Hardtail Mountain Bike Skills You Should Know

Hardtail Mountain Bike

Hardtail Mountain Bike Skills You Should Know

We’ve all got to start somewhere and many of us start with a trusty hardtail. They’re the cheapest and easiest way of getting into the sports, but you’ve bought your hardtail out and you’re looking to progress your score. But what do you need to do?

Today I’ve got some top skills that you can learn on your hardtail bike to progress your ride.

The Wheelie

This skill is an absolute jam and it’s not just great for when you’re starting out on your hardtail adventures.

It’s really useful actually just to have any time and that is the wheelie. It’s great for picking your front wheel up over obstacles. It’s a skill that can transfer into other areas as well.

All in all, you need to know hardtail vs full suspension for better wheelie performance.

Moving your body around. But how do we actually do it? Let’s take a little look. The key to lifting in the front is timing your pedal stroke, pulling on the bars as you crouch over the front, and pop-up with your body and pulling up with your arms.

You’re going to want to stamp down on the pedals, firstly, with your lead foot, but then following through the pedal stroke to keep the power down, this is going to help the front end to lift up.

Once the front wheels up, carry on that pedal stroke, keeping them nice and smooth. Shifting your body weight backward and your arms extended, but not locked out.

Cover the rear brake and feather it. If needs be, this is going to stop you from looping out. A couple of top tips for pulling a little wheelie and learning them.

If you are going to do them, come somewhere where it’s a bit soft and safe to do so it’s not busier.

There’s no one around also the grounds. Nice and soft. If somewhere like this or out on a grassy field is much like the wheelie.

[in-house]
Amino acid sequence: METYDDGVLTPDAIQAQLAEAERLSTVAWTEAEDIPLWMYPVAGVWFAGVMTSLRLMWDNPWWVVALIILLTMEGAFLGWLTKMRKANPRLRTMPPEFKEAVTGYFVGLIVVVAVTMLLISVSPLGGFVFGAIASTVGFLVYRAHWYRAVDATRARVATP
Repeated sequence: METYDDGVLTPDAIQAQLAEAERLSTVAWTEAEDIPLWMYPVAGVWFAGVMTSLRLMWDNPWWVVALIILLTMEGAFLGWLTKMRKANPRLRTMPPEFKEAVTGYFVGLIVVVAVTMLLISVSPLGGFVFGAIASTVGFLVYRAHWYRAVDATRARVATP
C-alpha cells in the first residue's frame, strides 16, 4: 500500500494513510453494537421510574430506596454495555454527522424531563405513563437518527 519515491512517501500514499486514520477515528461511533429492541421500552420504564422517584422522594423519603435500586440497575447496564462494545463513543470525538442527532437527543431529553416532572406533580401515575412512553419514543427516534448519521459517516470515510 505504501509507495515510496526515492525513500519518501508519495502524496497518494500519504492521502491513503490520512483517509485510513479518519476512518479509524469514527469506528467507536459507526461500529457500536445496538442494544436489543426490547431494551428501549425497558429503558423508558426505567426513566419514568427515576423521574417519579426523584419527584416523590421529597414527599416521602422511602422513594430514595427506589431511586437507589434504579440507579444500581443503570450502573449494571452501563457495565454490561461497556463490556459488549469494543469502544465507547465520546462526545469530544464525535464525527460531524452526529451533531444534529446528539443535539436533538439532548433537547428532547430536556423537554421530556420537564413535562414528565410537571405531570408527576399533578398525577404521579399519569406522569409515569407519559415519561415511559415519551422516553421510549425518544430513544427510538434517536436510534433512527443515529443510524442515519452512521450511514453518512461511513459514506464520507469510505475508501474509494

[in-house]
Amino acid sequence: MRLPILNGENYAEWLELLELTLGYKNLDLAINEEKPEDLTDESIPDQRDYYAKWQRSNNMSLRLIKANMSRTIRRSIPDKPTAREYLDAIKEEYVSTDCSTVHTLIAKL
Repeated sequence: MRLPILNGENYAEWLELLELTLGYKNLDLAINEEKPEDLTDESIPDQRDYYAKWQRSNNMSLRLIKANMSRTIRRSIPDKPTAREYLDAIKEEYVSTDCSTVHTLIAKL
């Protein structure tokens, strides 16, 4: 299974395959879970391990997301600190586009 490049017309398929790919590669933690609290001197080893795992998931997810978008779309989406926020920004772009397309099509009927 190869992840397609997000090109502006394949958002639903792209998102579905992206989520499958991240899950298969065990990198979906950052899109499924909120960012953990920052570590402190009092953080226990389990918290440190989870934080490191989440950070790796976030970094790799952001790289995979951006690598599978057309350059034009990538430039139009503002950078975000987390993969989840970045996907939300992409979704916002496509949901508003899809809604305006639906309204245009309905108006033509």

Then the next one is the manual equally useful. If not sometimes even. It’s almost the same as a wheelie, but actually without the peddling part, but how do we do them and where would you implement them?

Where you certainly implement them is actually out on the trail, picking the front wheel up and over lots of little obstacles.

Sometimes where you can’t get a pedal choking and let’s look at how we do them as you’re going along. Keep the pedals level squat down into the bike and then pop up shifting your weight.

Behind the rear wheel extending your arms and legs and pulling up the front wheel at the same time. As you do this, make sure you keep your weight to the rear to help with lifting that front wheel and keeping it up.

The more you practice this, the more you’ll get used to finding the balance point top tip always cover the rear brake to stop me from looping out.


Trails they’ve got lots of different obstacles in them from fast open Rocky sections to tight twisty sections to corners to jumps.

Now you’re just starting and you’re read this article may you have some beginner tips. So, jumps might not be number one on your priority. So, what can you do over a jump like this one in front of me?

You can pump your way over it, but what is pumping well, it’s essentially using your arms legs on the bicycle to absorb obstacles in the track and trail ahead of you and use those to generate speed much like this jump here in front of me, instead of yeah. Launching off of it.

We’re going to absorb that jump, push on it, generate speed coming out of it because well, maybe we just don’t quite have the skill to go send it into oblivion to start with.

Let’s talk about this jump and we’ve got specifically in front of me though, but bear in mind, pumping can be used in anything from rough ground to turns to help generate that speed.

It’s the same process, but we’re going to be specific at this one on the run-up for something like this a controlled speed pedals level, I’m going to be standing up.

And as I get to the base of this jump, sort of around here and just at the bottom of it that’s what I’m going to start to observe the takeoff with my arms and legs, bringing the bike into the body.

Now, when I get to the top, just as I sort of go over the. That’s where I’m going to start to come up with my body.

So, I’m almost standing back up on the bike again, and then as I come back down the other side, I’m going to crouch into the bike and on the bottom or run out of this.

I’m going to push into the ground, extend my body again, to generate speed, and roll out. You want to get good at your pumping or the best places to learn actually are BMX tracks or pump tracks.